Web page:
Friday, January 12, 2007

Middle School

I'm just catching up with last Sunday's NYTimes, as usual at the end of a week. By the time I read it nothing is really news any more, but it's still interesting to see what was on the Grey Lady's mind earlier in the week. Last Sunday it was, among other things, middle school (or, preteens).

Where I live parents start obsessing about middle school when their kids are in second grade, if not earlier. It's playground talk, cocktail party chatter, coffee hour conversation. We have elementary schools we like, both public and private, and then the black hole.

Not really, of course. In fact there are lots of options here, which may be part of the problem. There are two small private middle schools with innovative curriculums, one for girls and one for boys, both encompassing grades 5-8. There are private K-12 schools, both co-ed and single-sex, that take in new kids in either 5th or 6th. There is a preK-8 Montessori school, where Mariah did 7th and 8th grade quite happily. (This one's very small and 7th and 8th meet together, with the same teachers.) There are a couple of parochial schools that run K-8 and seem to take new kids in pretty much whenever. There is an IB middle school within a larger public school. And there are a couple of "model" public middle schools, one within walking distance of our house.

So what's the problem? I think, as the article suggests, the problem is that there is no one-size-fits-all model for this age group (roughly 11-14 or so). In fact I'm not sure that 10-14 is even, really, a coherent "age group." Actually, I'm quite sure it isn't. Have you ever seen an 11-year-old boy stand next to a 14-year-old girl? They might be from different species.

The single-sex schools do a good job of serving a small number of kids. They are warm and friendly and, as I said, innovative. But they ask you to pull your kid from his/her familiar elementary school a year early, and a lot of kids (Mariah was one) don't want to do that. (They also don't have nearly enough spaces for the kids who want them, which is both their greatest asset--they have very small classes--and, for many, their greatest drawback.)

The other privates have their advantages and disadvantages: it's hard to break into a cohesive community (and, for the most part, these are) in pre-adolescence; they are expensive; they can be socially very exclusive for the parents as well as the kids. But they seem to do a good job educating the children who go there.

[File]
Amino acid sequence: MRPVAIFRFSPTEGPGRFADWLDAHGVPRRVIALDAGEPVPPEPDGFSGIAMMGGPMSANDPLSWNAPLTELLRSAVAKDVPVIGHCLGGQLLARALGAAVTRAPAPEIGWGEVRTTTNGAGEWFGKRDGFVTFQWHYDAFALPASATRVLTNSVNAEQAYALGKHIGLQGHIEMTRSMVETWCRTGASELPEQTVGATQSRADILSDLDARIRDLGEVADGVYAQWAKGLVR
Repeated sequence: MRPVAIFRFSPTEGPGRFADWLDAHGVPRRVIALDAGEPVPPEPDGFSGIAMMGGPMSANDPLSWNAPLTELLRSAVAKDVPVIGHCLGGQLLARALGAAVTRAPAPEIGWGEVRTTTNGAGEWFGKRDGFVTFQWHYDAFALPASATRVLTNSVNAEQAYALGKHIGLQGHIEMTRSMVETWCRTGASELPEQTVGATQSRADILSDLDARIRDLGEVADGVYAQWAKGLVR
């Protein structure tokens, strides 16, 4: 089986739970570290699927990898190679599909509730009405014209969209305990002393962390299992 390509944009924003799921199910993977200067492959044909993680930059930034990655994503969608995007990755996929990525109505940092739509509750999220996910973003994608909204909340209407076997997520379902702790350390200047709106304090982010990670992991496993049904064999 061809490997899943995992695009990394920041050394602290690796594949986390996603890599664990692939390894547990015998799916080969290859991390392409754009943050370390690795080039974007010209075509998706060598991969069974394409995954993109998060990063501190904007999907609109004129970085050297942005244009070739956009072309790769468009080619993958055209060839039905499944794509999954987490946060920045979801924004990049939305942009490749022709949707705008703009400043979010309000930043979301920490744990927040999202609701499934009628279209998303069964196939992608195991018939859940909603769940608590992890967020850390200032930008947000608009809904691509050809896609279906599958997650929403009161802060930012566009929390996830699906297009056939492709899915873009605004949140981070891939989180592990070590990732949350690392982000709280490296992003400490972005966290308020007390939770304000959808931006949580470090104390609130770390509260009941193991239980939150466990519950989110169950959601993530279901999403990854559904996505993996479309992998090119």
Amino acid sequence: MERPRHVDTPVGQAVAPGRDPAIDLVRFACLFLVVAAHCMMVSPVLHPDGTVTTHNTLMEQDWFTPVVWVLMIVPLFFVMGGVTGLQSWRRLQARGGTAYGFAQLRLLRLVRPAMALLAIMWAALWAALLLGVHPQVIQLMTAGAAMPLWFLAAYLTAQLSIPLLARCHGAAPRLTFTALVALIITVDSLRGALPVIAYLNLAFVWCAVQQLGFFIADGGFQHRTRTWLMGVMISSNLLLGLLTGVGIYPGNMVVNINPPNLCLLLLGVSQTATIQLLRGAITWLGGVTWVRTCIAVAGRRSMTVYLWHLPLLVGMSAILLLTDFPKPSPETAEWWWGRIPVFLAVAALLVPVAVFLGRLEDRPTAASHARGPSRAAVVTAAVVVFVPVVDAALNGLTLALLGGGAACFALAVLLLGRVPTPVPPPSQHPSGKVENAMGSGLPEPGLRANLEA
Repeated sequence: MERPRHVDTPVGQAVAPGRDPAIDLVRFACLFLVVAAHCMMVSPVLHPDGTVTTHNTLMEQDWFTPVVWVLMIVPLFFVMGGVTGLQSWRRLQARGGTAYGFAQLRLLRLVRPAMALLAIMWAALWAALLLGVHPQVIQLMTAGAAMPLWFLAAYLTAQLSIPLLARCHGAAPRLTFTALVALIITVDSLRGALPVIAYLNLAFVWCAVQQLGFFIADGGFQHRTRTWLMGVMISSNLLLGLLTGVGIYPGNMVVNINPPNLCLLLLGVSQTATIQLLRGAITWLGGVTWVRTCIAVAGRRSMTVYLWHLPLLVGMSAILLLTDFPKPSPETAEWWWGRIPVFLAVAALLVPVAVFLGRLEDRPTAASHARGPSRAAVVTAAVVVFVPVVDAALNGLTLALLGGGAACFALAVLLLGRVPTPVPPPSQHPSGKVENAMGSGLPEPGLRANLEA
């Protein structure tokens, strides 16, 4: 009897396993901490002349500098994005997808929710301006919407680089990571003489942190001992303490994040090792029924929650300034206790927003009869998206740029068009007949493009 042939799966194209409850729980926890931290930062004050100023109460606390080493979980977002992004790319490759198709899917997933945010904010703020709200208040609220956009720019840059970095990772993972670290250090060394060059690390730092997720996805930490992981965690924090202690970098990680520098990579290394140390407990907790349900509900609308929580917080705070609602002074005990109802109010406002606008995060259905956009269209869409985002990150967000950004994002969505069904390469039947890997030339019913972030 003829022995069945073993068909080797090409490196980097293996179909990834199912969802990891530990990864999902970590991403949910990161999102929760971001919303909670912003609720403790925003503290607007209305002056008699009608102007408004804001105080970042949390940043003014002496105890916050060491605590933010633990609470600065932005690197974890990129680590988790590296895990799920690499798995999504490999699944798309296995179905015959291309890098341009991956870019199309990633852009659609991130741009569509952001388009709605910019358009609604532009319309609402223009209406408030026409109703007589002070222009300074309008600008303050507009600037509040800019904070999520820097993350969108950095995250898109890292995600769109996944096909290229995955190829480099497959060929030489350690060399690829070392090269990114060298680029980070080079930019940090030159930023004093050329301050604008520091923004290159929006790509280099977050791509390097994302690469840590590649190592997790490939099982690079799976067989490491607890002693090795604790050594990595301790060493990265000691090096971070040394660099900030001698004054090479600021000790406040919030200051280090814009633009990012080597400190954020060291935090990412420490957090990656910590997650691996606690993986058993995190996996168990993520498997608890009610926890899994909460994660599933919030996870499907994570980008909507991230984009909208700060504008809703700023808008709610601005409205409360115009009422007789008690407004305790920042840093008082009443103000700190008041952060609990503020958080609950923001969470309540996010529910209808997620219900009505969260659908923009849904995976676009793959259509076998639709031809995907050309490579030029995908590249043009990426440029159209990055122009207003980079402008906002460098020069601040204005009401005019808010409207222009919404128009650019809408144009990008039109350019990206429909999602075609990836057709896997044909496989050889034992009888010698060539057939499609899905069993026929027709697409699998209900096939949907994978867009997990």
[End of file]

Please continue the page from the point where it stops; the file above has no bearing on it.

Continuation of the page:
The public schools look like fortresses. There is no grass around them. Kids stand around on the blacktop during recess looking like convicts in a prison yard. Mariah spent a year in one and ran screaming in the other direction, to the touchy-feely Montessori school where the whole group went for a walk/run every afternoon. But some of her high school friends stuck it out and got a reasonably good education (including honors credits that transferred to their high school, unlike Mariah's), and appear to be well-adjusted kids. The IB program was new when Mariah was coming through, and she didn't want to be a guinea pig--but Nick has friends with older siblings there, and for all the problems the whole school-within-a-school model has, that's probably what we'll aim for.

What saddens me a bit is that a nice group of kids will be splitting up over the next few years. Some are already planning to head off to the single-sex schools next year. Others will start home-schooling, or go private, or choose one of the several different public schools. I know there's a great advantage to breaking up cliques and moving into new environments, but I'm wondering if age 10-12 is the best time to do that.

I have no answers, just questions. And worries. But since I have this conversation about once a week in various face-to-face venues, I'm also feeling a bit blase about it. It will work out, somehow. And I don't think the New York Times is going to make a bit of difference.


Becca said...

This is such a huge issue. Here there's one public middle school in town--all the elementaries feed into it. Some kids must split off to private at that point, but no one in our gang. In fact, we know kids who have switched in from both private and homeschooling. I think the way it works is you are terrified in fourth (you being parents), then in fifth you know lots of kids who go (it starts in sixth), and they all have a fine time, and you get reassured. At least, that's where we are now. You also start collecting information: take Latin because the teachers are great and then you can switch to Spanish or French in high school; do band; etc.

But that's our specifics...policy-wise, the whole thing is such a problem, especially in urban schools where the middle school structure pulls kids from the familiarity of elementary school and the responsibility for younger kids, and leaves them marooned, looking up to older kids, who may not be going in such good directions. I'm a huge fan of K-8, myself.

Caroline said...

Ah, you know I'm thinking about this, too! There are 2 public K-8s in our part of town (both are considered "alternative"), the other publics are K-5, after which we'd have 4 huge, terrifying middle schools to choose from. I'd really prefer Ben to go to a K-8; middle school seems the worst possible time to spend with only other middle schoolers.